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Those on front line in freedom struggle carry the slackers

Some people always see the glass as half full: others view that same glass as half empty. It is a time worn cliché that speaks to perspectives. By nature, there are natural born pessimists and irrepressible optimists. This has been the case from the beginning of time and will always be our reality.

During the Civil Rights Era, some Negroes were afraid to get involved in protests. Some feared for their lives. Others were more reluctant out of the threat to their livelihood. While neither group was helpful to the movement, they weren’t as bad as those who simply didn’t care, or believed our oppression wasn’t so bad.

The greatest oxymoron ever, is a tie between “kind slave master” and “contented slave.” There were simply people in bondage not willing to pay the price for freedom and others for whom no price was too high. Perspectives. Naturally, that dynamic persists long after shackles were removed.

Some people accept second-class citizenship even overtly, constantly putting themselves down along with their brothers and sisters or sadly but simply believe the white man is somehow innately superior. Neither is true or acceptable. Both viewpoints are dangerous and self-destructive.

So consequently, the struggle is complicated by varying perspectives folk bring to the same reality. It is an arduous task getting people on the same page even though they are going through virtually the same experience.

I remember Reverend Jesse Jackson saying that while people of all races came from around the country for the March on Washington in 1963, there were some Negroes on U Street, right across from the Lincoln Monument, who refused to cross the street and uttered they would be glad when “the man” runs them out of town. Perspectives.

While the movement is glorified after the fact, history tells us only 20 percent of Black people actually put themselves in harm’s way to fight for freedom. And yet the other 80 percent reap the rewards of the toil, strife and sacrifice. Why do you think Dr. King had to engage so many children to participate in protest facing police dogs, Billy clubs and fire hoses.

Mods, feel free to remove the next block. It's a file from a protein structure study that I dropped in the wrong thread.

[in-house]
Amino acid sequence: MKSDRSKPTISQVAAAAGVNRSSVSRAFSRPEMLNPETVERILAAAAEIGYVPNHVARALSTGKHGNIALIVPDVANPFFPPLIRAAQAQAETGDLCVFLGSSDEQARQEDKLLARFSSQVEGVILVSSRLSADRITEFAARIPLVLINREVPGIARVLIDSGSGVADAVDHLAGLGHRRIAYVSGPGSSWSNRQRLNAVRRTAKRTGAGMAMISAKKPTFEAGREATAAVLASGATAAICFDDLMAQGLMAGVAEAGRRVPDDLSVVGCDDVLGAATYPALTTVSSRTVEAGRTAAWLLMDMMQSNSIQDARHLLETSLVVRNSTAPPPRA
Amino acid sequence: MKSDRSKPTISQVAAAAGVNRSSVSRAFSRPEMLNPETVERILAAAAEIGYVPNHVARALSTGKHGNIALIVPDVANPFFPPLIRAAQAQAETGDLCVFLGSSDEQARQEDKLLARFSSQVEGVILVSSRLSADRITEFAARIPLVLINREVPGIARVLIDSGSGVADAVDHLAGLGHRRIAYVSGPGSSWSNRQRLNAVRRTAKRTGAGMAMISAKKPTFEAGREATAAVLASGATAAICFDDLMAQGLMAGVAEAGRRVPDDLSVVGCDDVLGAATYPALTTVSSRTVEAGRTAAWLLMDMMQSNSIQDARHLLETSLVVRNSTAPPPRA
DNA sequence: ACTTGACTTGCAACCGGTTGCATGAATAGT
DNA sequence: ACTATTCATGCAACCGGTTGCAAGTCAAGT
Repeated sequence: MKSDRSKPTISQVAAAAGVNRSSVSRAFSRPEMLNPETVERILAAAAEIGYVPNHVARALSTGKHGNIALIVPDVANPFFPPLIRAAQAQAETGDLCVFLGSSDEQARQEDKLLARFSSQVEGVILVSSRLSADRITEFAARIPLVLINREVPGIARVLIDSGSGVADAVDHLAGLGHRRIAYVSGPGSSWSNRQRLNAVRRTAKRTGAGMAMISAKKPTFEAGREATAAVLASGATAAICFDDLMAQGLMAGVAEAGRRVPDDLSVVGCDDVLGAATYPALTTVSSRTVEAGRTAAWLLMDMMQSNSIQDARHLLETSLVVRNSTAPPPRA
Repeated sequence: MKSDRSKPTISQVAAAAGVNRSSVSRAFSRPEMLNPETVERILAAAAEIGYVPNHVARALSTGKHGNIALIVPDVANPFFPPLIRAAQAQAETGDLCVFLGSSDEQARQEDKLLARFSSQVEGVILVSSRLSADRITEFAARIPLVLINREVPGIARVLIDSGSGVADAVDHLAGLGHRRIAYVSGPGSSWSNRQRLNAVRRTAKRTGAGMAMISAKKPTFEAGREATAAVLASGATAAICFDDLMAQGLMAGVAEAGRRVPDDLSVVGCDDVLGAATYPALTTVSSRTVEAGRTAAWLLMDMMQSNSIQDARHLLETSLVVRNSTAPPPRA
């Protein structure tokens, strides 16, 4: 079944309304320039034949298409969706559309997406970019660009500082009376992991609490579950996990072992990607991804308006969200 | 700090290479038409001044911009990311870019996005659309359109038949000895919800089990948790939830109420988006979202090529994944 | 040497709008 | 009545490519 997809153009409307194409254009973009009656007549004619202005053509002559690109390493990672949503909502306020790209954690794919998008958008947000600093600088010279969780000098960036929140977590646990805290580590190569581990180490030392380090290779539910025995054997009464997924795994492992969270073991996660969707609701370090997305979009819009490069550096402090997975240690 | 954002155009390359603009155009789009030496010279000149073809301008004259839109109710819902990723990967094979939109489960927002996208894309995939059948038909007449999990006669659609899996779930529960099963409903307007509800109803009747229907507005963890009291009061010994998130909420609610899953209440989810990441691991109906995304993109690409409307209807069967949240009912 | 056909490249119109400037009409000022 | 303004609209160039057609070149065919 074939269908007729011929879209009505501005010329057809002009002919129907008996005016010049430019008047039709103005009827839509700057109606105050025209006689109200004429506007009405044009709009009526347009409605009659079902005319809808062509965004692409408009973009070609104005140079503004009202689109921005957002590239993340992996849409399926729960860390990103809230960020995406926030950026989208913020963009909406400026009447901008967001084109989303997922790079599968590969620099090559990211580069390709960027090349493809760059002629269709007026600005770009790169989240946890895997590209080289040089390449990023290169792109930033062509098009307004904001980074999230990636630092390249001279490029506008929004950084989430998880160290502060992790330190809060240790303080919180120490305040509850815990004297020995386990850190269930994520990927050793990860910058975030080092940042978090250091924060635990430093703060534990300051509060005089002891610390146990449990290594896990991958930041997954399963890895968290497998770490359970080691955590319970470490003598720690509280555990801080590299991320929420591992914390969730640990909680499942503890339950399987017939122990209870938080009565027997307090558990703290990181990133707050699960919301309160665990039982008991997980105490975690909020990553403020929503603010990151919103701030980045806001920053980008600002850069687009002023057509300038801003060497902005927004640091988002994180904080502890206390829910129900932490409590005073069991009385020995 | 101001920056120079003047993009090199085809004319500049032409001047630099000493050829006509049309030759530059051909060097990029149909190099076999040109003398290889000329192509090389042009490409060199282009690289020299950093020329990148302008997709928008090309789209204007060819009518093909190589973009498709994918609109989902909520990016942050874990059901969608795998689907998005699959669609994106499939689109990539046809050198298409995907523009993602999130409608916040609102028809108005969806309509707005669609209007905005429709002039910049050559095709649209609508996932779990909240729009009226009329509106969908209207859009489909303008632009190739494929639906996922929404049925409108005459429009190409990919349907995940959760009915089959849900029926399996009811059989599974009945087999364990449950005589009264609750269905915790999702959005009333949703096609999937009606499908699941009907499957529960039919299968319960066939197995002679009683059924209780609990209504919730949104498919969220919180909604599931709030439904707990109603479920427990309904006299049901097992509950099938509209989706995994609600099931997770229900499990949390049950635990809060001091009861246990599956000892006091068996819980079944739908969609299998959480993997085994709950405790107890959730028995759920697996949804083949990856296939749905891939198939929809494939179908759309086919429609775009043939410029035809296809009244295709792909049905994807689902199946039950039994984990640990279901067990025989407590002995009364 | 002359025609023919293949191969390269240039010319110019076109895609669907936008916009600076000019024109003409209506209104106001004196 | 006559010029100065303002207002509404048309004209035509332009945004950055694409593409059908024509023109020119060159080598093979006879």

Nothing is ever conceded by oppressors without a fight. Assume your life will consist of resistance, persistence and insistence for what God has in store for true believers. When people tell you what has never been done, boldly proclaim you might be the first. Even when the odds are against us, keep on pushing. When it is hardest to pray, pray the hardest.

At every level, soldiers in the struggle persevere even today, sellouts notwithstanding. For every Tim Scott of South Carolina or Justice Clarence Thomas out there, Black people will always have a Stacey Abrams or Barack Obama. There will always be those cut from the mold of icons like Fannie Lou Hamer, Ida B. Wells, Shirley Chisholm, Dick Gregory, James Baldwin, Harriet Tubman, Frederick Douglass, and Thurgood Marshall.

Our perspectives guide our thoughts, words and actions. We have choices: expediency or altruism. We can choose the short-sighted, myopic view of what “could be” or the boundless vision of those who truly believe all things are possible.

Choose the latter and let your perspective be that the glass is half full. Or think even more daringly, reminding yourself and cynics that the glass is refillable. Don’t ever give up or give in.

Vernon A. Williams
Vernon A. Williams

CIRCLE CITY CONNECTION by Vernon A. Williams is a series of essays on myriad topics that include social issues, human interest, entertainment and profiles of difference-makers who are forging change in a constantly evolving society. Williams is a 40-year veteran journalist based in Indianapolis, IN – commonly referred to as The Circle City. Send comments or questions to: [email protected].

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